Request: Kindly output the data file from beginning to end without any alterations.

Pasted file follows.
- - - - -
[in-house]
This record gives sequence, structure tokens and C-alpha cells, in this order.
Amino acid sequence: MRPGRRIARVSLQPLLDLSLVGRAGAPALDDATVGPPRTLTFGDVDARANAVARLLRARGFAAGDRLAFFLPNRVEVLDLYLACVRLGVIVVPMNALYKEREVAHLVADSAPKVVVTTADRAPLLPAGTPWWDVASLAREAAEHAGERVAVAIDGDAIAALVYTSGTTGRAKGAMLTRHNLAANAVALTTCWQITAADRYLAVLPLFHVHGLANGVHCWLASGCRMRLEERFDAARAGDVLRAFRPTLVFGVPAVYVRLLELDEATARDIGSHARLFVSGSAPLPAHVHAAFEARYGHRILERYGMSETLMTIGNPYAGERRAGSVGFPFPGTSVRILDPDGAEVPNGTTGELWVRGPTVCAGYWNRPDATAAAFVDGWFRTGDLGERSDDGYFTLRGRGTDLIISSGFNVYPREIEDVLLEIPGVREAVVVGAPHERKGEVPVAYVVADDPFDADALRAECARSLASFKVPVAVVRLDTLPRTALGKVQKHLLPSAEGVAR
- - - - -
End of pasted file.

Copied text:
[in-house]
This record gives sequence, structure tokens and C-alpha cells, in this order.
Amino acid sequence: MRPGRRIARVSLQPLLDLSLVGRAGAPALDDATVGPPRTLTFGDVDARANAVARLLRARGFAAGDRLAFFLPNRVEVLDLYLACVRLGVIVVPMNALYKEREVAHLVADSAPKVVVTTADRAPLLPAGTPWWDVASLAREAAEHAGERVAVAIDGDAIAALVYTSGTTGRAKGAMLTRHNLAANAVALTTCWQITAADRYLAVLPLFHVHGLANGVHCWLASGCRMRLEERFDAARAGDVLRAFRPTLVFGVPAVYVRLLELDEATARDIGSHARLFVSGSAPLPAHVHAAFEARYGHRILERYGMSETLMTIGNPYAGERRAGSVGFPFPGTSVRILDPDGAEVPNGTTGELWVRGPTVCAGYWNRPDATAAAFVDGWFRTGDLGERSDDGYFTLRGRGTDLIISSGFNVYPREIEDVLLEIPGVREAVVVGAPHERKGEVPVAYVVADDPFDADALRAECARSLASFKVPVAVVRLDTLPRTALGKVQKHLLPSAEGVAR